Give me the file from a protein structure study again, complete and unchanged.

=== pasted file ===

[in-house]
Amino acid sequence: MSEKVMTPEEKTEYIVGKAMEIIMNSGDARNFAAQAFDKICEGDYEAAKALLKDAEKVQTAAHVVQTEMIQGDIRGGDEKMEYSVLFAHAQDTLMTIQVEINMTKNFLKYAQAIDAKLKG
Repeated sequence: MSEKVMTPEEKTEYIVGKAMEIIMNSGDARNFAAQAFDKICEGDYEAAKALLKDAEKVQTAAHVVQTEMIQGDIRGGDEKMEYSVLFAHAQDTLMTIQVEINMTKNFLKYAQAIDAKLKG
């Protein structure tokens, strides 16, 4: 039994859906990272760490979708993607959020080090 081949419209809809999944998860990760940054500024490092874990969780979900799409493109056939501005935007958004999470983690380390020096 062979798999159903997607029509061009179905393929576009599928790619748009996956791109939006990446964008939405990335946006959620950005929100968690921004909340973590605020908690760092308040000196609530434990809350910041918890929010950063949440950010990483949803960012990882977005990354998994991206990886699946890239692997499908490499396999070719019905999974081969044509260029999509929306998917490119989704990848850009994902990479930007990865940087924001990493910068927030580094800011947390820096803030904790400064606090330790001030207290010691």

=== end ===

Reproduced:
[in-house]
Amino acid sequence: MSEKVMTPEEKTEYIVGKAMEIIMNSGDARNFAAQAFDKICEGDYEAAKALLKDAEKVQTAAHVVQTEMIQGDIRGGDEKMEYSVLFAHAQDTLMTIQVEINMTKNFLKYAQAIDAKLKG
Repeated sequence: MSEKVMTPEEKTEYIVGKAMEIIMNSGDARNFAAQAFDKICEGDYEAAKALLKDAEKVQTAAHVVQTEMIQGDIRGGDEKMEYSVLFAHAQDTLMTIQVEINMTKNFLKYAQAIDAKLKG
């Protein structure tokens, strides 16, 4: 039994859906990272760490979708993607959020080090 081949419209809809999944998860990760940054500024490092874990969780979900799409493109056939501005935007958004999470983690380390020096 062979798999159903997607029509061009179905393929576009599928790619748009996956791109939006990446964008939405990335946006959620950005929100968690921004909340973590605020908690760092308040000196609530434990809350910041918890929010950063949440950010990483949803960012990882977005990354998994991206990886699946890239692997499908490499396999070719019905999974081969044509260029999509929306998917490119989704990848850009994902990479930007990865940087924001990493910068927030580094800011947390820096803030904790400064606090330790001030207290010691």